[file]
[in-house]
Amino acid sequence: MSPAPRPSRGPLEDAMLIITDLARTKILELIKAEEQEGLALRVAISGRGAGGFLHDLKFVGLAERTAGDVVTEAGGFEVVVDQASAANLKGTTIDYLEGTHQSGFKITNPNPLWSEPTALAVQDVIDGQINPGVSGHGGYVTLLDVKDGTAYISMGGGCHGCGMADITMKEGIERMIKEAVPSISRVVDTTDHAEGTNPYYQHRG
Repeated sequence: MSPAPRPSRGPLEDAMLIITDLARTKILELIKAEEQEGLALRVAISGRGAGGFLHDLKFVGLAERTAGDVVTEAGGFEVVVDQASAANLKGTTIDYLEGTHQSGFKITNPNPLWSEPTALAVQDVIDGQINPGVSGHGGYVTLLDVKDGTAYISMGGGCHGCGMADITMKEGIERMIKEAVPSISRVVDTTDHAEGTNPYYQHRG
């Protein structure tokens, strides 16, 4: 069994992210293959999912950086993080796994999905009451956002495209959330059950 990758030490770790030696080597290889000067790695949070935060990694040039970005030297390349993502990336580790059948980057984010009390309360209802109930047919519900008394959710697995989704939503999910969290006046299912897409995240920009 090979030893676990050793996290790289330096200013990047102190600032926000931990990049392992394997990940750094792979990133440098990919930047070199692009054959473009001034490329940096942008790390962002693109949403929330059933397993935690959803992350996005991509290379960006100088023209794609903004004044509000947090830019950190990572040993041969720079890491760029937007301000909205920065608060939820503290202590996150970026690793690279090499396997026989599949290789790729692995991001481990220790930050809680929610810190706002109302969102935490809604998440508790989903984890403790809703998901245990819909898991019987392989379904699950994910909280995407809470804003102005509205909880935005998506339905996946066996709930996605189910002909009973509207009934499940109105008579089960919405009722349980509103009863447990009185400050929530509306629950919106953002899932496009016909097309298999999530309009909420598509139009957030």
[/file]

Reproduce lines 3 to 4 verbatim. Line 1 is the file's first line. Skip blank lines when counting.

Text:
Repeated sequence: MSPAPRPSRGPLEDAMLIITDLARTKILELIKAEEQEGLALRVAISGRGAGGFLHDLKFVGLAERTAGDVVTEAGGFEVVVDQASAANLKGTTIDYLEGTHQSGFKITNPNPLWSEPTALAVQDVIDGQINPGVSGHGGYVTLLDVKDGTAYISMGGGCHGCGMADITMKEGIERMIKEAVPSISRVVDTTDHAEGTNPYYQHRG
């Protein structure tokens, strides 16, 4: 069994992210293959999912950086993080796994999905009451956002495209959330059950 990758030490770790030696080597290889000067790695949070935060990694040039970005030297390349993502990336580790059948980057984010009390309360209802109930047919519900008394959710697995989704939503999910969290006046299912897409995240920009 090979030893676990050793996290790289330096200013990047102190600032926000931990990049392992394997990940750094792979990133440098990919930047070199692009054959473009001034490329940096942008790390962002693109949403929330059933397993935690959803992350996005991509290379960006100088023209794609903004004044509000947090830019950190990572040993041969720079890491760029937007301000909205920065608060939820503290202590996150970026690793690279090499396997026989599949290789790729692995991001481990220790930050809680929610810190706002109302969102935490809604998440508790989903984890403790809703998901245990819909898991019987392989379904699950994910909280995407809470804003102005509205909880935005998506339905996946066996709930996605189910002909009973509207009934499940109105008579089960919405009722349980509103009863447990009185400050929530509306629950919106953002899932496009016909097309298999999530309009909420598509139009957030």